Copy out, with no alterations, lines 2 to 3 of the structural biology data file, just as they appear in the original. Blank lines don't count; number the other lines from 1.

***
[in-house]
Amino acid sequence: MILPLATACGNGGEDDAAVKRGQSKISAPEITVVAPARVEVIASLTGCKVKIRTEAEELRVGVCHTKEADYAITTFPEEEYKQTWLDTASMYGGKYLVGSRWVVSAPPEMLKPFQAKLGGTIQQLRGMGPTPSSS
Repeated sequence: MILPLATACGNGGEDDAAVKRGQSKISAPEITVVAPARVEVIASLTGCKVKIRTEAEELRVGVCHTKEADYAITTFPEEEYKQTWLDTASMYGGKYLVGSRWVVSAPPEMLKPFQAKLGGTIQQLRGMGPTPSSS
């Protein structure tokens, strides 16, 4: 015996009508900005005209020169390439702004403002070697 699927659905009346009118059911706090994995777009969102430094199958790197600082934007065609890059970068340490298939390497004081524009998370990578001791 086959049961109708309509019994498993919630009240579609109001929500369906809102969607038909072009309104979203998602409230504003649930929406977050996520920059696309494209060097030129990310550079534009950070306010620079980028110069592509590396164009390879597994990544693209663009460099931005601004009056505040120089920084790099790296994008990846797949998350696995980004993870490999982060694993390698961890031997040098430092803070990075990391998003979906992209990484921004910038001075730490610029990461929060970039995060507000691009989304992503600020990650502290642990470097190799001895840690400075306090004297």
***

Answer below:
Amino acid sequence: MILPLATACGNGGEDDAAVKRGQSKISAPEITVVAPARVEVIASLTGCKVKIRTEAEELRVGVCHTKEADYAITTFPEEEYKQTWLDTASMYGGKYLVGSRWVVSAPPEMLKPFQAKLGGTIQQLRGMGPTPSSS
Repeated sequence: MILPLATACGNGGEDDAAVKRGQSKISAPEITVVAPARVEVIASLTGCKVKIRTEAEELRVGVCHTKEADYAITTFPEEEYKQTWLDTASMYGGKYLVGSRWVVSAPPEMLKPFQAKLGGTIQQLRGMGPTPSSS